Evans Read Crowell, Jr. – First Lieutenant, United States Army Air Corps

Courtesy of his classmates
United States Military Academy, Class of 1946

Courtesy of his classmates
United States Military Academy, Class of 1946

Evans Read Crowell, Jr., No. 15304,
Class Of 1946
Died August 17, 1946, near Casa Grande, Arizona, Aged 21 Years.
Internment in the Arlington National Cemetery on August 24, 1946


The Army Air Forces lost one of its most promising young officers when Lieutenant Crowell unsuccessfully parachuted from his P-47, which had been crippled in a midair collision near Casa Grande, Arizona on August 17, 1946. Here was a man who in his brief span of twenty-one years excelled at everything he did, be it as a musician, student, pilot, or friend.

Evans was born July 24, 1925 at Hampton, Virginia, the son of Colonel and Mrs. Evans R. Crowell. As is usual with Army children, he received his primary education at a series of widely scattered schools in the United States, Panama, Hawaii, and the Philippine Islands. In the course of this education, he formed an  unwavering loyalty to and love for the Army, and this naturally led him to seek an appointment to West Point. After preparatory school at Sullivan's in Washington, D. C. he won his appointment by placing second in the Presidential competitive examination for appointments for 1943 entrance. He entered West Point on July 1, 1943 with the Class of 1946.

Almost immediately the scholarly attributes which carried Evans to his stars in each of three successive years became apparent. Not only did he distinguish himself, but he also did a fine job of coaching many classmates and underclassmen who were experiencing difficulties in their studies.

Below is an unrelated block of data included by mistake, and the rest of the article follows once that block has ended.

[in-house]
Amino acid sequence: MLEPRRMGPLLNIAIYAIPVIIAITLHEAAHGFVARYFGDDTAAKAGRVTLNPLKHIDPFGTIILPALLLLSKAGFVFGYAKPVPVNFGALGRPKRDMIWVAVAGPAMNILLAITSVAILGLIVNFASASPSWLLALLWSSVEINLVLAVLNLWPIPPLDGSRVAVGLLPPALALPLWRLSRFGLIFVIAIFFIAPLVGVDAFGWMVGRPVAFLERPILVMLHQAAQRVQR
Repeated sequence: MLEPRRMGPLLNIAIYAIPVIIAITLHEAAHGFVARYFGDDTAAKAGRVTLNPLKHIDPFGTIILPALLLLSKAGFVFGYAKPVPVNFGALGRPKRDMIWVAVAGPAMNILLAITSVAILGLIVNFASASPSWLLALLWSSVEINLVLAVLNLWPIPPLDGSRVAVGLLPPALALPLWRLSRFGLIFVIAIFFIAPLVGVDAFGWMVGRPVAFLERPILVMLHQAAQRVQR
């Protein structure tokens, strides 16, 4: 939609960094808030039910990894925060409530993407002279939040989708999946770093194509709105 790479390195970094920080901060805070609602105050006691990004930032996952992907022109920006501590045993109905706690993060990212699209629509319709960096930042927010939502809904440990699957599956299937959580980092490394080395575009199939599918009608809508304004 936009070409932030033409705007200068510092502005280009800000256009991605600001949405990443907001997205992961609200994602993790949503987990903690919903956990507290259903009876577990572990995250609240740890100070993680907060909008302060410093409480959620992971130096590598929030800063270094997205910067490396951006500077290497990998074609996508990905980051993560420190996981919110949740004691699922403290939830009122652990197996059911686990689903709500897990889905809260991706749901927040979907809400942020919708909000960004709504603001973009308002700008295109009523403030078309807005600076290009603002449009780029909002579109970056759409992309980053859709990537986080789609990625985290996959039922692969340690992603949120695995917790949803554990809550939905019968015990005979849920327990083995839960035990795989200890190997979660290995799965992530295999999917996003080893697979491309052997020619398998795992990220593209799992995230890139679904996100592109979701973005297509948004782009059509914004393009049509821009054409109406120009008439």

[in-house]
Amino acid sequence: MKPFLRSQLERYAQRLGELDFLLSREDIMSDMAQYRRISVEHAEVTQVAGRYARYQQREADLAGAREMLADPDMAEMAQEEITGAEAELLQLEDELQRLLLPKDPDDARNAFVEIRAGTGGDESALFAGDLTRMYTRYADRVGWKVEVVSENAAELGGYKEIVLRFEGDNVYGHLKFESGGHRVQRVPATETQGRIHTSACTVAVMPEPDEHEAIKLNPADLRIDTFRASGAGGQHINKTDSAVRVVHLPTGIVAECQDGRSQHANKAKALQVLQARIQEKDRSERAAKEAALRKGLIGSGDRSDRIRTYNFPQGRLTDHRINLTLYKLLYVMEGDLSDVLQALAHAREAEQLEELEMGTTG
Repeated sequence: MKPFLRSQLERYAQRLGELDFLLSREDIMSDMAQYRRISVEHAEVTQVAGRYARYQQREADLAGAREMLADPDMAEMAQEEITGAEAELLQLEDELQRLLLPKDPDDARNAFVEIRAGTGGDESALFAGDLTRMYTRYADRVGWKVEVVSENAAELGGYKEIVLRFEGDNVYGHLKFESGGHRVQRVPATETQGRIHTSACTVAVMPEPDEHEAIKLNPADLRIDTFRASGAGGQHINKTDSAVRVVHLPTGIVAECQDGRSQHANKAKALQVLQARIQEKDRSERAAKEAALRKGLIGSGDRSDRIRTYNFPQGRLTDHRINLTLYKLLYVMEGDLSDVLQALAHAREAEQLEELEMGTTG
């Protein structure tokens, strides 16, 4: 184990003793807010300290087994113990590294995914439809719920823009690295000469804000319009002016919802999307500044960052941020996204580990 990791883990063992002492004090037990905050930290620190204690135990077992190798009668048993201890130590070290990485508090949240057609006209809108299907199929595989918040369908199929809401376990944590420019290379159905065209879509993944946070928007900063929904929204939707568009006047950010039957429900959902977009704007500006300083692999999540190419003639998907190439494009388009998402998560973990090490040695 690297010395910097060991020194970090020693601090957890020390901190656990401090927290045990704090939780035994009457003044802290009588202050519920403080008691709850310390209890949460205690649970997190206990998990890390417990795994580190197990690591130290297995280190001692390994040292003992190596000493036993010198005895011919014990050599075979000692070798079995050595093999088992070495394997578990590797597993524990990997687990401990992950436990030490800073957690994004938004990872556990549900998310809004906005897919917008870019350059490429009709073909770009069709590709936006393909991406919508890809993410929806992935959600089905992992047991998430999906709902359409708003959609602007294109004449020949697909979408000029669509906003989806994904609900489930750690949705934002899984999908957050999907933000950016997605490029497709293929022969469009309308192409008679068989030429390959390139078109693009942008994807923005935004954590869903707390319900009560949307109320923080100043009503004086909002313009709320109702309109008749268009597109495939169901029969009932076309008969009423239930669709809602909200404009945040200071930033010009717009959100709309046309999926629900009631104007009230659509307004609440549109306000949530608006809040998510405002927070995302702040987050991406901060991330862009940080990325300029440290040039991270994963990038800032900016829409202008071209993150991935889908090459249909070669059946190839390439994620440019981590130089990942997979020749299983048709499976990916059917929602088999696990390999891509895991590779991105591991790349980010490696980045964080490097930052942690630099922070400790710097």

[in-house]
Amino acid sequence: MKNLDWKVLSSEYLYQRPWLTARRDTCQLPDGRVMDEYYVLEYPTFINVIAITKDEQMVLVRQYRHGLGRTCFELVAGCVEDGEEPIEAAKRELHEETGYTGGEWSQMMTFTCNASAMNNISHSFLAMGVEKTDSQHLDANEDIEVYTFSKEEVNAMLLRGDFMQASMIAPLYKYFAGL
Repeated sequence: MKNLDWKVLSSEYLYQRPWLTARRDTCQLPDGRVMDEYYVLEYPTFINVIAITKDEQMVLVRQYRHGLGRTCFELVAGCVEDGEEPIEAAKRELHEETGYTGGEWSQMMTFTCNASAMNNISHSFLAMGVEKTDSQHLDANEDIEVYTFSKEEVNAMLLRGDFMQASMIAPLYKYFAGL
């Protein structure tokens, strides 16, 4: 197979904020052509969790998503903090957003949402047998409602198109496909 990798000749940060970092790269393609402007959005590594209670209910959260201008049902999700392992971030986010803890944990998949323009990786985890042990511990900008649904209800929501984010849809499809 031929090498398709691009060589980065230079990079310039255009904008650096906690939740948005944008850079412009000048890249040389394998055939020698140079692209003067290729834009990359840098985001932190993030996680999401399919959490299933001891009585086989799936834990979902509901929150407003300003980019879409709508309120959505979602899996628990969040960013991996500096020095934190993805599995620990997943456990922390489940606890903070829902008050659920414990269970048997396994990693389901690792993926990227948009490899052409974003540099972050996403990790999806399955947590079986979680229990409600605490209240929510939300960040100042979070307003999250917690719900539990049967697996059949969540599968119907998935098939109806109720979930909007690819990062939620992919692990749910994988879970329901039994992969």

But mere books did not claim all of Evans' attention. His skill at the piano frequently delighted his classmates. He was perhaps most happy on the rocky trails above West Point, where he loved to ski on winter afternoons and ride in the spring and the fall. The natural beauty of the Hudson Highlands invited many long walks during which he would expound his personal philosophy and trade freely his valued opinions and advice for the sometimes worthy observations of his friends.

In September of 1944, Evans decided to become an Air Cadet and the following spring he began his primary training at Garner Field near Uvalde, Texas. He took his basic flight training at Stewart Field near Newburgh, New York, during the summer of 1945, and completed his advanced training and won his wings at the same station during the spring of 1946. A few days later, on June 4, 1946, he graduated into the Army Air Forces.

Another big day for Evans was not then far off for, on June 8, 1946, Phyllis White of Washington became his bride. The wedding was followed by an idyllic honeymoon at Lake Winnipesaukee, Washington, D. C., and in California.

Evans reported to his new station, Williams Field, Arizona, on July 20, 1946 for
fighter transition training. Phyllis joined him there several weeks later, and they made their home in nearby Mesa, Arizona. It was while engaging in fighter transition training at Williams Field that Evans was involved in the accident which claimed his life.

Evans was laid to rest in the Arlington National Cemetery on August 24, 1946. He is survived by his wife and his family.

In the few years that were granted to him, Evans lived a complete, happy and
inspiring life. Mourned and loved by his friends, he has achieved immortality by his
lasting good influence on our lives and the memories we will forever carry of a fine

– A Classmate.

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